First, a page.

Obamacare just got some good news in a critical state

Ohio once had 20 counties without any health plans available on the Obamacare exchanges.

On Monday, the state said that number is down to just one.

It's a positive development for Obamacare, formally known as the Affordable Care Act, at a time when the future of the law remains uncertain. For the thousands of people in those counties who rely on the exchanges, this means they can now purchase a health insurance plan in 2018.

The counties cover 11,000 Ohio residents who purchase their insurance through the exchanges, as opposed to getting their coverage through their employer, Medicare, or Medicaid.

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Republicans who voted 'No' on repeal of Obamacare
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Republicans who voted 'No' on repeal of Obamacare

Sen. Susan Collins, R-Maine

(Photo by Mark Wilson/Getty Images)

Sen. Dean Heller, R-Nev.

(Photo By Bill Clark/CQ Roll Call)

Sen. Lisa Murkowski, R-AK

(Photo by Chip Somodevilla/Getty Images)

Sen. Lamar Alexander, R-Texas

(Photo by Zach Gibson/Bloomberg via Getty Images)

Sen. Shelley Moore Capito, R-WV

(Photo by Alex Wong/Getty Images)

Senator John McCain, R-Ariz.

(Photo via REUTERS/Aaron P. Bernstein)

Sen. Rob Portman, R-Ohio

(Photo via REUTERS/John Sommers II)

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Paulding County, in northwest Ohio, is now the only county in the state doesn't have a health plan available through the exchanges.

"There is more work to do as we try to secure coverage options in Paulding County while also making sure this plan can be finalized in the fall," Ohio Department of Insurance director Jillian Froment said in a news release. "We will continue working with the industry, but those efforts are heavily dependent on market stability and clarity from Washington. We encourage Congress to work on ways to stabilize our health insurance markets."

Early Friday morning, the Senate failed to pass a Republican healthcare plan. Following the vote Friday morning, President Donald Trump tweeted that Republicans should "let ObamaCare implode, then deal."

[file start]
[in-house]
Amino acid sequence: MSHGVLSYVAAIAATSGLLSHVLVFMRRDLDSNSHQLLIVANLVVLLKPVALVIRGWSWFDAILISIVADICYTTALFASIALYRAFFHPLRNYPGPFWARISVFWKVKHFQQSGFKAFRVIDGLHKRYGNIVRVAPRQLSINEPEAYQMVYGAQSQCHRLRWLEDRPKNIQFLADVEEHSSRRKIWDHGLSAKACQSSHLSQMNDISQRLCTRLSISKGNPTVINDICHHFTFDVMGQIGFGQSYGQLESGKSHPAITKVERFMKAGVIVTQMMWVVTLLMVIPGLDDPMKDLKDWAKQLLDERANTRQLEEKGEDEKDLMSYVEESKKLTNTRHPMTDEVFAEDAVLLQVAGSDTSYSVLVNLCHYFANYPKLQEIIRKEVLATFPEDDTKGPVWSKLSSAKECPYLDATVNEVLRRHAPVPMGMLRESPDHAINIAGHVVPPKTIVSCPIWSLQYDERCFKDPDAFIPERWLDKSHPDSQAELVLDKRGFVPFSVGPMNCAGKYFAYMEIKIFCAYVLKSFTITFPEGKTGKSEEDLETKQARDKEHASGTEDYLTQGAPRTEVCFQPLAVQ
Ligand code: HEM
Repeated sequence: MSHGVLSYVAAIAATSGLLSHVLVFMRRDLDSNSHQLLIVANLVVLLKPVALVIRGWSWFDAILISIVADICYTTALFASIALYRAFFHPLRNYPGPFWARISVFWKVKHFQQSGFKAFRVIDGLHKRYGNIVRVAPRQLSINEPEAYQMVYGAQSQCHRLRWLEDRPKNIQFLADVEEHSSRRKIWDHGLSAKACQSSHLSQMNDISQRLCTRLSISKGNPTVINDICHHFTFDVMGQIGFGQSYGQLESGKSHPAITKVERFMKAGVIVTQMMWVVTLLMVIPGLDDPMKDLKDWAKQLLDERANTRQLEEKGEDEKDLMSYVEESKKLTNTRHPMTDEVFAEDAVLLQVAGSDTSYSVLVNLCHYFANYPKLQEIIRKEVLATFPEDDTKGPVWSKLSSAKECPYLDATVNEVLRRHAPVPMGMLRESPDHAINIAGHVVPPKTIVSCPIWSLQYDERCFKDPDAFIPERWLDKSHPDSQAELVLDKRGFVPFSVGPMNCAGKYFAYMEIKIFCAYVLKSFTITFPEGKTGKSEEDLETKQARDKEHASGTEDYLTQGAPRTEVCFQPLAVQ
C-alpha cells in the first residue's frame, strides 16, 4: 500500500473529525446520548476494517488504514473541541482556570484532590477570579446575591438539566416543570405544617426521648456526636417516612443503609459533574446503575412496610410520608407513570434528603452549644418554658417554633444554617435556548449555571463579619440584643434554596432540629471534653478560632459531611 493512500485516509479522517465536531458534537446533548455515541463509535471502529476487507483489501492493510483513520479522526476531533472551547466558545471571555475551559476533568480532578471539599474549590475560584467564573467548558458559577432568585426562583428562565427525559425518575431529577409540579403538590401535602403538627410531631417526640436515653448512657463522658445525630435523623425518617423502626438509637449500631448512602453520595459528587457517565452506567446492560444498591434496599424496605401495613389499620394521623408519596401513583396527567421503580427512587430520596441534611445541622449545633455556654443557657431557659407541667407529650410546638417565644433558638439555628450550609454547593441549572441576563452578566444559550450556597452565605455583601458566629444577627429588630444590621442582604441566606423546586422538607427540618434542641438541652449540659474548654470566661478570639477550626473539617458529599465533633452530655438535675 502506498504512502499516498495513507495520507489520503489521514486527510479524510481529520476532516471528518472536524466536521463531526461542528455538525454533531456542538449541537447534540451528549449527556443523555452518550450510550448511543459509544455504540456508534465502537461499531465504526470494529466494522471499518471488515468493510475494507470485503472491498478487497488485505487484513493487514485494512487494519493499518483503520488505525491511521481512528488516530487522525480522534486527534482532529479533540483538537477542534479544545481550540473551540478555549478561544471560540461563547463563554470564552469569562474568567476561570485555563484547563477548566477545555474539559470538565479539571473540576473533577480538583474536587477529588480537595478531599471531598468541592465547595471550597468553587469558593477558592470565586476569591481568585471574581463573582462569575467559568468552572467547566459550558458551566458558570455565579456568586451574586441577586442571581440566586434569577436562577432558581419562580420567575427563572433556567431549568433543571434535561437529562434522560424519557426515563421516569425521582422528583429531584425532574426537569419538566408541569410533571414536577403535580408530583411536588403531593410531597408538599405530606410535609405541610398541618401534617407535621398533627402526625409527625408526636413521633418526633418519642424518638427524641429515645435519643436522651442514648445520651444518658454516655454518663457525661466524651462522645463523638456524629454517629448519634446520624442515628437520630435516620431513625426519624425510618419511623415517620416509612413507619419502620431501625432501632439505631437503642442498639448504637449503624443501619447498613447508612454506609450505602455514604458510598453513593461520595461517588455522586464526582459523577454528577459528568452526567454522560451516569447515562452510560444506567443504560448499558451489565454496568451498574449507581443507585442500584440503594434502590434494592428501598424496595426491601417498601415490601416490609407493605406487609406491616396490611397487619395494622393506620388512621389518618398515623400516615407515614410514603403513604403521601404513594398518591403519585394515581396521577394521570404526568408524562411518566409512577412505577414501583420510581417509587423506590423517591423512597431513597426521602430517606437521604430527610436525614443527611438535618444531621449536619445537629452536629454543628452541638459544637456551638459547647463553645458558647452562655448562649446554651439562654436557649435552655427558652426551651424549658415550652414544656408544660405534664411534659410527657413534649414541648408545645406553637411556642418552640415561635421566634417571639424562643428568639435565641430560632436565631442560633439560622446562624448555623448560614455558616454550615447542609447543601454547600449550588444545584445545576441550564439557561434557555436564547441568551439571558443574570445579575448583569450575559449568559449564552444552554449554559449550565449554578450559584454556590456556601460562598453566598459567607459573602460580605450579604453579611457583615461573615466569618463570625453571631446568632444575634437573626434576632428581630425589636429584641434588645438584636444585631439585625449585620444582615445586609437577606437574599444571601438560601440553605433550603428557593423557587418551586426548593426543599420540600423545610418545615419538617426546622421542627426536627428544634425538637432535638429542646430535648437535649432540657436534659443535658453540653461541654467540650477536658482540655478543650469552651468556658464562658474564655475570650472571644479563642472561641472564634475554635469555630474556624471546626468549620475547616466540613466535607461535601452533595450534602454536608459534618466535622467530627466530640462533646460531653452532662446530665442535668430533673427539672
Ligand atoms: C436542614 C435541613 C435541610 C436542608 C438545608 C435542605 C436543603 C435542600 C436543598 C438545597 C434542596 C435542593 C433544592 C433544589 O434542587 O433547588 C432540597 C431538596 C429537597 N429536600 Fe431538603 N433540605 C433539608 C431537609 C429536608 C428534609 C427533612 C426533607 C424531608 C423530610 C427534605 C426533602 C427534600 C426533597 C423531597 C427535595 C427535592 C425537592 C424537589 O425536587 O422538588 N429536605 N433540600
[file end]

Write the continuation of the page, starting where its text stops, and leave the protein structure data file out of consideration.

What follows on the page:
The Trump administration, through the Department of Health and Human Services, could choose not to enforce key parts, including not paying to offset costs for insurance companies. That could lead to the law's dissolution.

Health insurers have until late September to finalize their coverage areas.

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Health Rankings: Bottom 15 states
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Health Rankings: Bottom 15 states

36. Florida

Overall score: -0.307

(Photo via Getty Images)

37. Missouri

Overall score: -0.338

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38. New Mexico

Overall score: -0.363

(Photo via Getty Images)

39. Indiana

Overall score: -0.372

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40. Ohio

Overall score: -0.391

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41. Georgia

Overall score: -0.464

(Photo by Sean Pavone via Getty Images)

42. South Carolina

Overall score: -0.531

(Photo via Getty Images)

43. West Virginia

Overall score: -0.595

(Photo via Getty Images)

44. Tennessee

Overall score: -0.626

(Photo via Alamy)

45. Kentucky

Overall score: -0.651

(Photo by Henryk Sadura via Getty Images)

46. Oklahoma

Overall score: -0.691

(Photo via Getty Images)

47. Alabama

Overall score: -0.793

(Photo via Getty Images)

48. Arkansas

Overall score: -0.834

(Photo by Wesley Hitt via Getty Images)

49. Louisiana

Overall score: -1.043

(Photo via Alamy)

50. Mississippi

Overall score: -1.123

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